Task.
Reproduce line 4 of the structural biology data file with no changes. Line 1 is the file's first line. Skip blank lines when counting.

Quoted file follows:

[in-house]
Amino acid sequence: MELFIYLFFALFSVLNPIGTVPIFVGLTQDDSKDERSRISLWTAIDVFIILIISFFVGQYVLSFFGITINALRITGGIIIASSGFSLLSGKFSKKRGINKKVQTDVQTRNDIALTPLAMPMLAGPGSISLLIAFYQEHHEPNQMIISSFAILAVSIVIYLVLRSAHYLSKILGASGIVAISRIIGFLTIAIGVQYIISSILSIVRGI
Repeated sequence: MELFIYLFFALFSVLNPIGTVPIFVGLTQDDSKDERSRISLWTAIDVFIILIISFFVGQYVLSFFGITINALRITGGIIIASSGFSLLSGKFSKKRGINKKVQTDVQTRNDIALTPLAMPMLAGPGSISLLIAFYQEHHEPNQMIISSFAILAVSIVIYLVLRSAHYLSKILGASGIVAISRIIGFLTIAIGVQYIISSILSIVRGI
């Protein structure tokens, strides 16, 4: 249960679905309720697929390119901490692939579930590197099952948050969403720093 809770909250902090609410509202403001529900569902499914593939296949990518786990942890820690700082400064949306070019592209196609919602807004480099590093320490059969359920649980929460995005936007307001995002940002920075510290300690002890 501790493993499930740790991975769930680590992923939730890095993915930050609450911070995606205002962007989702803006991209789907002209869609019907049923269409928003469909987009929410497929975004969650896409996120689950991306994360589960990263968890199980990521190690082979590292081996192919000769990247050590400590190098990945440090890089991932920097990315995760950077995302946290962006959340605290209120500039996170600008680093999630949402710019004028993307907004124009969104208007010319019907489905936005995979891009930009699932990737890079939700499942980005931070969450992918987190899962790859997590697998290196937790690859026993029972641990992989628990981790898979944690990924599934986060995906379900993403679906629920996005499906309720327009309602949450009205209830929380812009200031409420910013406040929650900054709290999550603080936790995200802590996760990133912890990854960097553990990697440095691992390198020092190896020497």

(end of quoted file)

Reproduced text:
């Protein structure tokens, strides 16, 4: 249960679905309720697929390119901490692939579930590197099952948050969403720093 809770909250902090609410509202403001529900569902499914593939296949990518786990942890820690700082400064949306070019592209196609919602807004480099590093320490059969359920649980929460995005936007307001995002940002920075510290300690002890 501790493993499930740790991975769930680590992923939730890095993915930050609450911070995606205002962007989702803006991209789907002209869609019907049923269409928003469909987009929410497929975004969650896409996120689950991306994360589960990263968890199980990521190690082979590292081996192919000769990247050590400590190098990945440090890089991932920097990315995760950077995302946290962006959340605290209120500039996170600008680093999630949402710019004028993307907004124009969104208007010319019907489905936005995979891009930009699932990737890079939700499942980005931070969450992918987190899962790859997590697998290196937790690859026993029972641990992989628990981790898979944690990924599934986060995906379900993403679906629920996005499906309720327009309602949450009205209830929380812009200031409420910013406040929650900054709290999550603080936790995200802590996760990133912890990854960097553990990697440095691992390198020092190896020497």